Shohei Ohtani Injury

Shohei Ohtani Injury: When Will He Regain the Ability to Pitch?

With free agency approaching and the best player in baseball’s future still up in the air, all eyes are now on his elbow and how long his surgery will keep him sidelined. Let’s review the information that is currently available regarding Shohei Ohtani.

Shohei Ohtani Injury

You may remember that the two-way wonder for the Los Angeles Angels, Shohei Ohtani, had a successful elbow surgery at the Kerlan & Jobe Orthopedic Clinic in September. Dr. Neal ElAttrache, who conducted the surgery, stated at the time that he anticipated that Ohtani would be totally recovered and able to play without limitations by 2024 Opening Day.

Shohei Ohtani Injury
Shohei Ohtani Injury

He did, however, add that the 29-year-old will not be able to return to the mound until 2025 in terms of pitching. At the time, Ohtani’s agent stated:

“Shohei wanted to make sure the direction taken gave him every opportunity to hit and pitch for many years to come,” 

Ohtani, incidentally, also addressed the matter in an Instagram post, jotting down the following:

“I had a procedure done on my elbow earlier this morning and everything went very well. Thank you very much for everyone’s prayers and kind words. It was very unfortunate that I couldn’t finish out the year on the field, but I will be rooting on the boys until the end. I will work as hard as I can and do my best to come back on the diamond stronger than ever. Go Halos!!”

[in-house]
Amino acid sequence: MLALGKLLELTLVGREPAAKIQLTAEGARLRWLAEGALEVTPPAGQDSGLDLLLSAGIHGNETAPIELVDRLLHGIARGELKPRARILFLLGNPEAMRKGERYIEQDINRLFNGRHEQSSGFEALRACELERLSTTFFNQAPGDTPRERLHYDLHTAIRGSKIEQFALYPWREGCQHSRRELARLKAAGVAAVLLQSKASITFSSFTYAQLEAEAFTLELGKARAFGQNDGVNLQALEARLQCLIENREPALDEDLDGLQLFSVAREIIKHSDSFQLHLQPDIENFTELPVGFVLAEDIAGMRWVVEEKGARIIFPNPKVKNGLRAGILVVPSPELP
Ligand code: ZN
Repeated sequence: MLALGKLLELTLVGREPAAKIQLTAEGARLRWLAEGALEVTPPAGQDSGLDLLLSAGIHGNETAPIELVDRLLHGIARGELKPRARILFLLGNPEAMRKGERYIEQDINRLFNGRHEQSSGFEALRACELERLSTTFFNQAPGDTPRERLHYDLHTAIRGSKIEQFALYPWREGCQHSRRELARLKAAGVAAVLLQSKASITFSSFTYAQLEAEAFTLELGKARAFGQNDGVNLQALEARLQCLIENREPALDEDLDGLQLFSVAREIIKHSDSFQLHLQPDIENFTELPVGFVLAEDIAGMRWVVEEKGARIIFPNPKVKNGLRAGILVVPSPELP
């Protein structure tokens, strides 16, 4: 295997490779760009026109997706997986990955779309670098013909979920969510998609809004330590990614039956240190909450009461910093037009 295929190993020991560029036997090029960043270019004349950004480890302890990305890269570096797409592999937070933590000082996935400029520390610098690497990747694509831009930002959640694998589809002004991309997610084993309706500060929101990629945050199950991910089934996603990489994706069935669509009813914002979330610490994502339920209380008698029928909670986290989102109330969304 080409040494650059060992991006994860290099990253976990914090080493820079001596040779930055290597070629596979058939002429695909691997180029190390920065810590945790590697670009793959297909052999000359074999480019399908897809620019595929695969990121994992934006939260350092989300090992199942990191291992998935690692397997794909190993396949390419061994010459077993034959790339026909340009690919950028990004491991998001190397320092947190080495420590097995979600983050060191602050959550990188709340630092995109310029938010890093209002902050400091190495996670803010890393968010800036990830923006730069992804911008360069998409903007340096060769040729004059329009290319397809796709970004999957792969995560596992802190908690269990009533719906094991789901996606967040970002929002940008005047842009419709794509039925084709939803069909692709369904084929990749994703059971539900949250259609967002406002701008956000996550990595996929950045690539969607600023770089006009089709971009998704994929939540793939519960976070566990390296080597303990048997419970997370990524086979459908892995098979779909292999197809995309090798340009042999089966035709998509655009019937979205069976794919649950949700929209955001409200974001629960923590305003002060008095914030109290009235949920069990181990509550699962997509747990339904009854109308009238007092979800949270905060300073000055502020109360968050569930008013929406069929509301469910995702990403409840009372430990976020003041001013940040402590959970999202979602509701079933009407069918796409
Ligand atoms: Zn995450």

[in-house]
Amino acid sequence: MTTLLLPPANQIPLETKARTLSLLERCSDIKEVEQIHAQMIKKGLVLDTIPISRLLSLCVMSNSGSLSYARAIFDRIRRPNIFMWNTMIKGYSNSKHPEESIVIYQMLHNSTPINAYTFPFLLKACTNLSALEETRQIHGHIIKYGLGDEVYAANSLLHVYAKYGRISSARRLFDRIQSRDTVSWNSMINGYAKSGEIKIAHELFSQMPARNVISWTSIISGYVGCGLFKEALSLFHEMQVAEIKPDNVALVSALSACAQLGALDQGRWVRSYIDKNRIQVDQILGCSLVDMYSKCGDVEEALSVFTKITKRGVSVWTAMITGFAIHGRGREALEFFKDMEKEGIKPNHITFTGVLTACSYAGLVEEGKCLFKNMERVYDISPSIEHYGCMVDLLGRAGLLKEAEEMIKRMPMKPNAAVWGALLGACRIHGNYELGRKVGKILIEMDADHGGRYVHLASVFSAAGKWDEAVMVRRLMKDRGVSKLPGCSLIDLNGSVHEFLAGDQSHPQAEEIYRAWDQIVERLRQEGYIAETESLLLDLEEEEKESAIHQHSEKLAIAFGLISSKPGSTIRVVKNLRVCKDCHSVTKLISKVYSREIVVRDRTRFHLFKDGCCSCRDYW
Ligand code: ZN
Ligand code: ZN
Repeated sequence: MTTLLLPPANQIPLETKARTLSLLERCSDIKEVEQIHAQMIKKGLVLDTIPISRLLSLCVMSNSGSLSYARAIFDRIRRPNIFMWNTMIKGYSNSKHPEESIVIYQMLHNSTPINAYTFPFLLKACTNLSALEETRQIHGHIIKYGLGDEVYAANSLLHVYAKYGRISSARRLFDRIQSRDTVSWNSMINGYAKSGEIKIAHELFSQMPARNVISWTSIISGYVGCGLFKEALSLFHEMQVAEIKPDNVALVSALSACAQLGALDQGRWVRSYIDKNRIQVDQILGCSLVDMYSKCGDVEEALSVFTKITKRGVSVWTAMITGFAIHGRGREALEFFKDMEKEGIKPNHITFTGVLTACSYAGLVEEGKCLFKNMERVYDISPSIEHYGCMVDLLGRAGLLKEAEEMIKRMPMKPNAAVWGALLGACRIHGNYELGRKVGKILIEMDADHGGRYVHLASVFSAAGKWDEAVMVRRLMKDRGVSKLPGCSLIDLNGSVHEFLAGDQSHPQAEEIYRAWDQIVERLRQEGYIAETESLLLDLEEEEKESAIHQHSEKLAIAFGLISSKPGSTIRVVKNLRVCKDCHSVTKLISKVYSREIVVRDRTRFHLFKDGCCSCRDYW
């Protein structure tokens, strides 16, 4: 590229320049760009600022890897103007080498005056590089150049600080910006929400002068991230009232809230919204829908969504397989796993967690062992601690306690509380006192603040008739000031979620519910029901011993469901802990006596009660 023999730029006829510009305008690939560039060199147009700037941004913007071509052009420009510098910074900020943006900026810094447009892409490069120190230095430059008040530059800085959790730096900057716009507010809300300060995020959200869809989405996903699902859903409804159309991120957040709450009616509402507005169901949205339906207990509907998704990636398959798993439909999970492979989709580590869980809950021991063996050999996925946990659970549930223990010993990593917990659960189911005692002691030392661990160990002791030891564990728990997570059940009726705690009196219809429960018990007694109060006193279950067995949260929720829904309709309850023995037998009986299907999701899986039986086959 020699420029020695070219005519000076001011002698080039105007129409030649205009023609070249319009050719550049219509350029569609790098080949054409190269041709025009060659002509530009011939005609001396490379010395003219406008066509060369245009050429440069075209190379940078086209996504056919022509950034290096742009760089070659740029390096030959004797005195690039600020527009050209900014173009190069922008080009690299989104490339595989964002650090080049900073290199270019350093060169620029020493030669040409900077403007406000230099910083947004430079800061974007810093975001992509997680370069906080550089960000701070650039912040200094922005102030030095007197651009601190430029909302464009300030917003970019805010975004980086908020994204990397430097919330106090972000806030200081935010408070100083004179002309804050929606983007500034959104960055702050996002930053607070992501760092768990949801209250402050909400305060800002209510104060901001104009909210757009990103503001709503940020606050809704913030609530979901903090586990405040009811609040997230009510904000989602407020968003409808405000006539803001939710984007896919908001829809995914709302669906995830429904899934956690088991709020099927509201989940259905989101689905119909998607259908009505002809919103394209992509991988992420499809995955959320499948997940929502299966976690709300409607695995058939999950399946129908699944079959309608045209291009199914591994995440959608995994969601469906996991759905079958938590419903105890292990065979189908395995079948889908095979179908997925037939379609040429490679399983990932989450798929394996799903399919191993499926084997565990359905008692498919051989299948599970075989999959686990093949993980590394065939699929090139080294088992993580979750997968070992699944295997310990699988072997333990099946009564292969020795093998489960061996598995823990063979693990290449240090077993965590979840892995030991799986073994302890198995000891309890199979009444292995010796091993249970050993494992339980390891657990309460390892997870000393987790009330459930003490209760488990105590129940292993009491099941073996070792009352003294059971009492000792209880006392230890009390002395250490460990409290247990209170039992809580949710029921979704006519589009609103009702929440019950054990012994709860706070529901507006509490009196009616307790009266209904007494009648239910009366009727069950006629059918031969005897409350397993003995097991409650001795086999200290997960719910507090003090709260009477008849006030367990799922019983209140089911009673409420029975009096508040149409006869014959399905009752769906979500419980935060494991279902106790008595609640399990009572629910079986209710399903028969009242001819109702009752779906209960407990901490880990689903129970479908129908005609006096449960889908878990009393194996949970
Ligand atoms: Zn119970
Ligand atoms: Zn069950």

See the Tweet about Shohei Ohtani’s injury:

What’s Next for Shohei Ohtani?

Even though he’s still out, Ohtani is still the major subject of all trade speculations right now. When he becomes a free agency this winter, the Los Angeles Dodgers, New York Mets, and San Francisco Giants are among the organizations that have seen him linked.

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Naturally, it makes perfect sense that he would be looking to improve on his 135 games played last season at bat.44 home runs, 95 RBI, and 20 stolen bases in 304/.412/.654. In addition, he pitched in 23 games and finished with a 10-5 record, 3.14 ERA, 1.06 WHIP, and 167 strikeouts in 132 innings.

The Japanese player is, in fact, predicted by many to sign a contract worth more than $500 million, making him the highest-paid player in MLB history. As of right now, no team has formally announced his signing, but you can be sure that any team he signs with will be getting the best player in a long time.

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